Health isn't the easiest thing to talk about, and men, in particular, aren't known for divulging much on the topic. So in the lead up to Men’s Health Month in June, the Men’s Health Trust (MHT) has created a conversation starter, with a new campaign featuring prominent Kiwi men as ‘Goodfellas’.
Marketing, advertising & media intelligence
APN Outdoor has announced the resignation of general manager Phil Clemas, who departs for some family time and to reenergise after eight years of dedication to the company.
The outdoor industry is in the middle of a golden run in New Zealand, with 11 consecutive quarters of growth and a compound annual growth rate of ten percent since Jan 2013 making it second only to online as the fastest growing media channel. Digital screens are driving most of that growth. And things are changing rapidly as all the big players invest heavily to try and get a piece of the pie, so here’s a rundown on what they’re all up to.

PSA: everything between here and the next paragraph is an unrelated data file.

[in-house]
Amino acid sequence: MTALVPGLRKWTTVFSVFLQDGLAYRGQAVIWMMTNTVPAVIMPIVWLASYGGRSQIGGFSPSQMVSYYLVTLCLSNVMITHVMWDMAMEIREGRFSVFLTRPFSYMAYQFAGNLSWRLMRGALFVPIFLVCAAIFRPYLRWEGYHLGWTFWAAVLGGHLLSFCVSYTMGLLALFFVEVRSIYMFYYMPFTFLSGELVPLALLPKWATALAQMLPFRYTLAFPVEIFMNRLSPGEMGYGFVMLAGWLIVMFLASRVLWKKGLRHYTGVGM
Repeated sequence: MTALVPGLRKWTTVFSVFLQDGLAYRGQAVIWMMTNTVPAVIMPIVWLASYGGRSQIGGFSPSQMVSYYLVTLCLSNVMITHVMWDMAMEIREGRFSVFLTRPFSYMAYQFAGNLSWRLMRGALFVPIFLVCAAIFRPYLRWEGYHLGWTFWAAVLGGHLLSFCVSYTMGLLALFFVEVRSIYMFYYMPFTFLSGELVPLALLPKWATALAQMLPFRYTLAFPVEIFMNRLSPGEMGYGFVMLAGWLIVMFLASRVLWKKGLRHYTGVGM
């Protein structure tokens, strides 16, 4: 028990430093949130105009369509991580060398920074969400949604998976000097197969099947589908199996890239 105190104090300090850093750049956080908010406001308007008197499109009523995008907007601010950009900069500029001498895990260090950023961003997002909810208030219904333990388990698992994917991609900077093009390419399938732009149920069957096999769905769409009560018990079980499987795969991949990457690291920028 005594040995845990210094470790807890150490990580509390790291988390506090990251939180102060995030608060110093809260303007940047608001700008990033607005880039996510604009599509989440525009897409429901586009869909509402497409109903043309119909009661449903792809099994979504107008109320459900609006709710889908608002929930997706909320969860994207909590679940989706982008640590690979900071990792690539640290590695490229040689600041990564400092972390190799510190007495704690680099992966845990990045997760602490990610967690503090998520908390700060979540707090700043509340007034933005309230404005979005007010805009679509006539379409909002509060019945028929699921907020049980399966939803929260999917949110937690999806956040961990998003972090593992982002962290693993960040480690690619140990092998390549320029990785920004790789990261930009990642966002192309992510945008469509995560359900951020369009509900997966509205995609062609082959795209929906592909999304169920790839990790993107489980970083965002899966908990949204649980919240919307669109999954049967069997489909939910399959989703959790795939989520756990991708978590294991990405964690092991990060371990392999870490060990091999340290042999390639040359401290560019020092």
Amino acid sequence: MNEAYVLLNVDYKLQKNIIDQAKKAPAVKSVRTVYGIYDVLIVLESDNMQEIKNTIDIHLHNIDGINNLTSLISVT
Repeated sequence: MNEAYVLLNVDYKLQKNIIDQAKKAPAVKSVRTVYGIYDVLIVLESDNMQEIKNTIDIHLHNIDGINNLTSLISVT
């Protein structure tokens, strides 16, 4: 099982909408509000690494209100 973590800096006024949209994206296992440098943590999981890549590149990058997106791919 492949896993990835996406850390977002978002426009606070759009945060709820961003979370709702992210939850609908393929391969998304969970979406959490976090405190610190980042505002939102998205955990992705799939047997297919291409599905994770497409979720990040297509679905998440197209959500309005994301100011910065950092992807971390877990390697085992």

Media companies are continually pushing the strength of their particular medium (or combination of mediums). And one popular way to show off capabilities, get creatives thinking about how to use the medium effectively and line up a few leads is to run a creative competition. NZME has its Advertising Challenge. Adshel ran the Creative Challenge for its charity client Surf Lifesaving NZ. And now APN Outdoor is joining in the fun with Pixel361°, a scheme that invites creative minds to create a digital outdoor campaign to raise awareness of the Men’s Health charity.